10 paying customers
I've brought a handful of different products to the market and I think there were different moments along the way where I thought the idea was viable, but the 3 things that have stood out as the most important:
The first time I pitched the idea and it resonated with a person who would be a core buyer (when you see the "light bulb" go off)
10 paying customers
Those I think are the big 3, but if I had to choose 1 I would say it is the 10 paying customers, at that point I know I have something that can scale.
- Adam Weber, Co-Founder and CPO, Emplify
Bootstrapped for 3.5 years
I never was trying to create a startup, I was trying to create a professional services lifestyle business for myself. Our product (dbt) was a tool that I wanted to use in order to deliver services, and I honestly never believed at the outset that there would be many other folks in the world who wanted to use it. But it turns out that there are. So it took a full 3.5 years from launching dbt and watching its growth before I felt confident that we had a real shot at being a "big" company. This is one of the main reasons we waited for so long to raise capital--we bootstrapped the entire way until we felt like we had that confidence.
It's an unusual approach and I'm not sure it would work for every situation and every founder, but our path has had a ton of really unique benefits for us and I wouldn't trade it for anything.
- Tristan Handy, Founder and CEO, Fishtown Analytics
Breaking even from a Thanksgiving promotion
Honestly, I knew it was "viable" ever since I started the company - otherwise I certainly wouldn't have started it :)
When I knew we'd hit the inflection point of growth though is when we ran a promotion one time, I think it was a Thanksgiving day promotion - and we sold enough in those couple days that paid for the monthly expenses at the time. That single even made us breakeven and I knew we had something that people would pay for, and that could grow quickly.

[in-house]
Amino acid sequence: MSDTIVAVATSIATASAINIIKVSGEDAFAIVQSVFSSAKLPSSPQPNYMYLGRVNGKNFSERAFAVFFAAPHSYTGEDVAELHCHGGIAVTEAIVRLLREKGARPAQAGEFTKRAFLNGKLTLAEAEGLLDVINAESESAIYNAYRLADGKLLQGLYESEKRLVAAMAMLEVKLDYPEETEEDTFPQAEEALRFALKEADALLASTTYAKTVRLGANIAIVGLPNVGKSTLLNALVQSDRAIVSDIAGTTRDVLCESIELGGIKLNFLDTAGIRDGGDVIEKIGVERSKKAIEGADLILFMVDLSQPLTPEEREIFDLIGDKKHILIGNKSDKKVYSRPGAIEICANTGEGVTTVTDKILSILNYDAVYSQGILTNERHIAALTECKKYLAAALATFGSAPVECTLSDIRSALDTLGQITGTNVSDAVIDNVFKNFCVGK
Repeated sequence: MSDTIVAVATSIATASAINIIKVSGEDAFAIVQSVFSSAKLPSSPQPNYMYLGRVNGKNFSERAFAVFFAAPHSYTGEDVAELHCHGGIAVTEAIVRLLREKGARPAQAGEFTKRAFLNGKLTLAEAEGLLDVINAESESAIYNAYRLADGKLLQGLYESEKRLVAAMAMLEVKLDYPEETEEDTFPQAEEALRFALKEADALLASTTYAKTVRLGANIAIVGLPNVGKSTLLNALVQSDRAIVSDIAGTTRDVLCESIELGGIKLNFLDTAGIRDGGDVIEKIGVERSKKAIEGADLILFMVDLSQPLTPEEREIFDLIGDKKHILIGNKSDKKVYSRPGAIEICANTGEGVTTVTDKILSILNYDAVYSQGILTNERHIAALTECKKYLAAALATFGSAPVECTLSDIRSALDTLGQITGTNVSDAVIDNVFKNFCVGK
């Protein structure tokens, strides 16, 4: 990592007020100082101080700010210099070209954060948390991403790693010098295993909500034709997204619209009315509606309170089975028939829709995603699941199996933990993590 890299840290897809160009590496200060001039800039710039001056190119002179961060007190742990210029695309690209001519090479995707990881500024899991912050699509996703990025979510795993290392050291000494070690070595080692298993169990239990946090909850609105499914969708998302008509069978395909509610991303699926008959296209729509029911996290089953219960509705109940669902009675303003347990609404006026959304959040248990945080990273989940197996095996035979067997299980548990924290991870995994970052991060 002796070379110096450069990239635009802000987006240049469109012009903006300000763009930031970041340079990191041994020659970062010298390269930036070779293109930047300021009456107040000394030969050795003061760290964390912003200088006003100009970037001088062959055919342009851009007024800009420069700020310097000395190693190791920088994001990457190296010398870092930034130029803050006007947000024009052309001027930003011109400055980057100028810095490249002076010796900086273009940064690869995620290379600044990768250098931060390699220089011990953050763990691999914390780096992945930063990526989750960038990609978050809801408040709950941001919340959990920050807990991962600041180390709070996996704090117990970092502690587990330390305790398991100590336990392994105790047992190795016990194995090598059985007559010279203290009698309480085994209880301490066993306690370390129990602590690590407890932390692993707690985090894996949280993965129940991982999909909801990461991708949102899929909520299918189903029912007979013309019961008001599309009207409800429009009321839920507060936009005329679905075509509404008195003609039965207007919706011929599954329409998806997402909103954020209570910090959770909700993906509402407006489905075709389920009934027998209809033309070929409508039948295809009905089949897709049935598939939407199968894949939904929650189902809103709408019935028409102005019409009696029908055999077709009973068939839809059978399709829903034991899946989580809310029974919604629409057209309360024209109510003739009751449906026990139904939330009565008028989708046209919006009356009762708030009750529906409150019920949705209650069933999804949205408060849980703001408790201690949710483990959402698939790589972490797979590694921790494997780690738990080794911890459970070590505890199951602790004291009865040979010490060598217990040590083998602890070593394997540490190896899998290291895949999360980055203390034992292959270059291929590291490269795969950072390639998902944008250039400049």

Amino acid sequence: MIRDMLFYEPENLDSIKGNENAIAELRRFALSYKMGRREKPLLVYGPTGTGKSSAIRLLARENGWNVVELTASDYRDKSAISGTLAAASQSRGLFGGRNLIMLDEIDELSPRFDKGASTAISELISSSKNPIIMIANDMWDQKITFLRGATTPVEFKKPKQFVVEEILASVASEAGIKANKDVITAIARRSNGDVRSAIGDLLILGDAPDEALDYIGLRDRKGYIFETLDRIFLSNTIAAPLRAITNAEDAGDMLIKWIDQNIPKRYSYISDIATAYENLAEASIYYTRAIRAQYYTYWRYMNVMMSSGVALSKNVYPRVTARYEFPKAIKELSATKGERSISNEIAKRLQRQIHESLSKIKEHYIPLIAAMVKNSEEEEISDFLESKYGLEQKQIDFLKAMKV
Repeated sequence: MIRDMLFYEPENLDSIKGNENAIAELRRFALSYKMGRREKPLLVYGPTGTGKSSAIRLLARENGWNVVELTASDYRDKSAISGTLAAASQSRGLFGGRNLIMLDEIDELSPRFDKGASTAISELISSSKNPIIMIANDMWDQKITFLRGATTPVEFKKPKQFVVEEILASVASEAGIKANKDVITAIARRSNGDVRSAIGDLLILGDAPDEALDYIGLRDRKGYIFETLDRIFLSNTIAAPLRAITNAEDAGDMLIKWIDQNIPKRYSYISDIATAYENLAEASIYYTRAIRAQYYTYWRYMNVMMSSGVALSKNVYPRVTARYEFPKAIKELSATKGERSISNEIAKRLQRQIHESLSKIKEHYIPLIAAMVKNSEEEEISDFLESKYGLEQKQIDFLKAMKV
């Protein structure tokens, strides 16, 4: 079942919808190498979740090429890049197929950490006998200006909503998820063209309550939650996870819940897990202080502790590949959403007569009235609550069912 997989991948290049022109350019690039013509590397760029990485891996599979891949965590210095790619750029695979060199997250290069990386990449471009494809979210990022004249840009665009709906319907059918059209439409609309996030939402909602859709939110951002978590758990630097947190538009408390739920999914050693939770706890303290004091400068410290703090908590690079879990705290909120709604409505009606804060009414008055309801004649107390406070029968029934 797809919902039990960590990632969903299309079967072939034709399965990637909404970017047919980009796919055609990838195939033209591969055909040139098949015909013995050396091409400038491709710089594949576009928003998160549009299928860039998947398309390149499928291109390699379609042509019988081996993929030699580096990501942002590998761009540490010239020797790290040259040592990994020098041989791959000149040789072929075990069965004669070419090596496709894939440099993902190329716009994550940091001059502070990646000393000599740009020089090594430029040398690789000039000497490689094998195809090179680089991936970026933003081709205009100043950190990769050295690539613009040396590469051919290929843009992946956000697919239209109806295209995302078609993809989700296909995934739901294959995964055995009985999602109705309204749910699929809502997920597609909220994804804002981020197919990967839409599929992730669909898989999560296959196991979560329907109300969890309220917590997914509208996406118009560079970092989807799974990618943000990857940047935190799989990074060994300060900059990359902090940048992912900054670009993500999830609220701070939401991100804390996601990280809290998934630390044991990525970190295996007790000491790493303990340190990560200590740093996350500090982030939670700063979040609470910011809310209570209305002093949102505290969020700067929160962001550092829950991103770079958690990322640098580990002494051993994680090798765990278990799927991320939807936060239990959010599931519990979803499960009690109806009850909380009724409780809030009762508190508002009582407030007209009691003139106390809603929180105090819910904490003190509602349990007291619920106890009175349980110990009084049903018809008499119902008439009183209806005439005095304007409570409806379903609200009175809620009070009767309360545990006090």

- Zeb Evans, Founderf & CEO, ClickUp
Scalable + Repeatable + Margins
When we had a scalable and repeatable sales motion with acceptable margins and a large enough addressable market. I realize that’s kind of an obvious answer but I’m not sure how else to answer - this isn’t the part that’s rocket science :)
- Geoff Schmidt, CEO and Co-Founder, Apollo GraphQL
First renewal and large contract upsell
There wasn't an aha moment when everything clicked, rather it was a gradual realization that things were working when looking backwards. There were early indicators around 12 to 18 months into Tonic when we started signing up customers who were paying real amounts. They were putting up with our buggy early versions and eagerly asking for when certain new features would be available. Over the next 6 months we had our first renewal and a large contract upsell, that's when things realized things had been viable for a while.
- Karl Hanson, Co-Founder COO, Tonic
Open-source project with organic adoption
It wasn't a hard question for me. It was because my startup was built around an open-source project. The project was adopted organically by multiple enterprises, and developers (who are our main users) gave us pretty positive feedback. So it was clear that idea was viable long before we started thinking about founding a company.
- Maxim Fateev, Founder, Temporal Technologies
Positive feedback on prototype
When we started Animoto in 2006 our first priority was to create a video creation product that we wanted to use ourselves. Before Animoto, it was too difficult and time-consuming to create great-looking video. Cloud-based video rendering had never been done before so we gave ourselves three months to create a prototype that would both prove out the technical concept and allow us to get user feedback. While entrepreneurs always have to be optimistic, it was only once we proved out the technical concept and got positive user experience feedback from family and friends that we knew our idea and product was viable.